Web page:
Airbus is setting up a technology development center for hydrogen-powered aircraft in the UK, with significant funding from the country’s government.
The primary mission of the UK’s ZEDC (Zero Emissions Development Center) is to develop a cost-competitive cryogenic fuel system for storing liquid hydrogen at very low temperatures and then delivering it to the engines, designed for the Airbus Zero 2035 passenger aircraft and its successful commercialization.
The center, which is established in Felton, is responsible for the design, development, manufacture and testing of cryogenic tanks and related systems.
In addition, the center will help build the right UK knowledge and skills on hydrogen propulsion technologies.
British company ZEDC will receive £685 million in support from the UK government over the next three years from Airbus’ local partner, the Aerospace Technology Institute (ATI), to develop carbon-neutral, ultra-low-emissions aircraft technologies.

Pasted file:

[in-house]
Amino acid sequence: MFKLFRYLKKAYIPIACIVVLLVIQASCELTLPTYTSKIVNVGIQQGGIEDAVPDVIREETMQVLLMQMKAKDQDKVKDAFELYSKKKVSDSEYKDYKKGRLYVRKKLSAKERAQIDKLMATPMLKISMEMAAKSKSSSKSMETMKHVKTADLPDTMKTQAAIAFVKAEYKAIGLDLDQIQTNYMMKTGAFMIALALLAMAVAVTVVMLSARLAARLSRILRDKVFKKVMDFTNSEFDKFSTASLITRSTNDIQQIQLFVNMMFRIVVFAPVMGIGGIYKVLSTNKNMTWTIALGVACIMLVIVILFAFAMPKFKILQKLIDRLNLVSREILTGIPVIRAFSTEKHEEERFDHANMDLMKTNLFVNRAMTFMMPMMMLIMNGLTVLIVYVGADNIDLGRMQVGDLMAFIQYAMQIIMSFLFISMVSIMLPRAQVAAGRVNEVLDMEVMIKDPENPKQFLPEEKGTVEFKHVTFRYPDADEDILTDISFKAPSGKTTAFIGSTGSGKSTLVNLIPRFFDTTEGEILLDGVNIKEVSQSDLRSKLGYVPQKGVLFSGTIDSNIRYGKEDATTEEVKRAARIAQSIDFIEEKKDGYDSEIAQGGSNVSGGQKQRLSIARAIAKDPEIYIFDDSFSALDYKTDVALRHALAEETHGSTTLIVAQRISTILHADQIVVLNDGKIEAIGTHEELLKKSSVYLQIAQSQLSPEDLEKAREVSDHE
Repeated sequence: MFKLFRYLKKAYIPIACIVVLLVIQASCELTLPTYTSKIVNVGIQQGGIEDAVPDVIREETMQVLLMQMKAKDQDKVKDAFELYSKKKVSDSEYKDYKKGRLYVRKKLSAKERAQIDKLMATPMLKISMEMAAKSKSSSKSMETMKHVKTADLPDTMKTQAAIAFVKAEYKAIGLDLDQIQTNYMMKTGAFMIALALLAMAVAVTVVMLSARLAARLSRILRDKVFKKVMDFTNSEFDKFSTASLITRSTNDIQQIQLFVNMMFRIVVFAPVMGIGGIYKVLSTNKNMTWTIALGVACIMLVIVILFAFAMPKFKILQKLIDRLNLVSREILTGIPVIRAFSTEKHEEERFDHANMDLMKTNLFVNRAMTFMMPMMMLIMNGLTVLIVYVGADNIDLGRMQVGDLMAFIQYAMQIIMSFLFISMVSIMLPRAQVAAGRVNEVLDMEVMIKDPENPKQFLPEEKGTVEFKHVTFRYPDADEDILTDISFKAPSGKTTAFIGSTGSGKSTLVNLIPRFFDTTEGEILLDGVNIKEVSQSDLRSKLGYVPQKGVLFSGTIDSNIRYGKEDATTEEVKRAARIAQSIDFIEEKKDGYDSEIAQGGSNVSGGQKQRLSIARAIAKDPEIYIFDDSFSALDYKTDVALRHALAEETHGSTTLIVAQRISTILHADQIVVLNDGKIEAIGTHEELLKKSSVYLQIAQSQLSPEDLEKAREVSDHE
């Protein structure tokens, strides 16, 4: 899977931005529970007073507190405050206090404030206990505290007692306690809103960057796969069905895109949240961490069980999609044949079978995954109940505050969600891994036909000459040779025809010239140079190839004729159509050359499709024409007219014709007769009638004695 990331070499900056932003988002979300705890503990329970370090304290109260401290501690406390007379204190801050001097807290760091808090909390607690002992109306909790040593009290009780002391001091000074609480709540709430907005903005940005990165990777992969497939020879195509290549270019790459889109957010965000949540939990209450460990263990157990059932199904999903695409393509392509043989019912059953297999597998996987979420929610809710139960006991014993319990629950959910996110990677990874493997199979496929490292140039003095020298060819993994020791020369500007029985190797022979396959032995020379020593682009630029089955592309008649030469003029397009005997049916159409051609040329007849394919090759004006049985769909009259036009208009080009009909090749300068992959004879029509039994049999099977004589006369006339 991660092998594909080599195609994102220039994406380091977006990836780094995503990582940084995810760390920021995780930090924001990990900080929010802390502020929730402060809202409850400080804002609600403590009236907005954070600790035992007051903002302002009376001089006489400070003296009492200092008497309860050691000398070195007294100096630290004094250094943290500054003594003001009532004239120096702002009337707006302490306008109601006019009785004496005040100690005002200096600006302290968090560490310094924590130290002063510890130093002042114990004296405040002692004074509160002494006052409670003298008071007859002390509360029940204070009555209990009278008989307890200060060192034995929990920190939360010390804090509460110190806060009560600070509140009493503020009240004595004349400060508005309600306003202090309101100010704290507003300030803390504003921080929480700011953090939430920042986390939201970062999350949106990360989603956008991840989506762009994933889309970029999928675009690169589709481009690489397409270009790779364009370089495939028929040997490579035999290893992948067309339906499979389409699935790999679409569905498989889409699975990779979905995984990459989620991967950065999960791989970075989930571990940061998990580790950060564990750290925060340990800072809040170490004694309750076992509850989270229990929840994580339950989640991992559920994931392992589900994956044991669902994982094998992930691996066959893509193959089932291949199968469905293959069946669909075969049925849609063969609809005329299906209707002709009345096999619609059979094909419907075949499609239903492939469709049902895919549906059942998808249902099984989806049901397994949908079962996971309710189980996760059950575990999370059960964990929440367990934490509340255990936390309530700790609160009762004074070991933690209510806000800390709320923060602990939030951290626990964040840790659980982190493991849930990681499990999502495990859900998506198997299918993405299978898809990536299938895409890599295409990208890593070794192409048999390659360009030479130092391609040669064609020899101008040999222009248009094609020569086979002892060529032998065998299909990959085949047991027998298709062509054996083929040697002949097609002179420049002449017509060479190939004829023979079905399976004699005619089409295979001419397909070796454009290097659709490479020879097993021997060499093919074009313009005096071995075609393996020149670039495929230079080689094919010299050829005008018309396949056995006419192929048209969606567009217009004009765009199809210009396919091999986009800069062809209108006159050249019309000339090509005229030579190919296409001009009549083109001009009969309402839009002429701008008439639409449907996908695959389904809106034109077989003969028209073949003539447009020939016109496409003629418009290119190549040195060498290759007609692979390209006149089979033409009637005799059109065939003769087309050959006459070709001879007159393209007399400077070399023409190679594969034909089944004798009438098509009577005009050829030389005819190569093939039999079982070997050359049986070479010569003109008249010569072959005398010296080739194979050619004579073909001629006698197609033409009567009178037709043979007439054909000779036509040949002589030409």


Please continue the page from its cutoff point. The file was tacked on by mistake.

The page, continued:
The European manufacturer also operates complementary development centers in Spain, France and Germany. The manufacturer’s specialists are working on the development of composite technologies in Madrid, Stade in Germany, Nantes and Bremen.
Airbus’ zero-emission development centers will begin ground testing of cryogenic hydrogen tanks next year, and the flight program will begin in 2026, according to the manufacturer’s plans. As we wrote earlier, Airbus is converting the MSN 001 A380 serial prototype into a technology demonstration.
Airbus and ATI have been working together since the summer of 2021, when they invested £40m in the AIRTeC Research and Test Center in Felton, which is designing a new generation of wings, landing gear and fuel systems.
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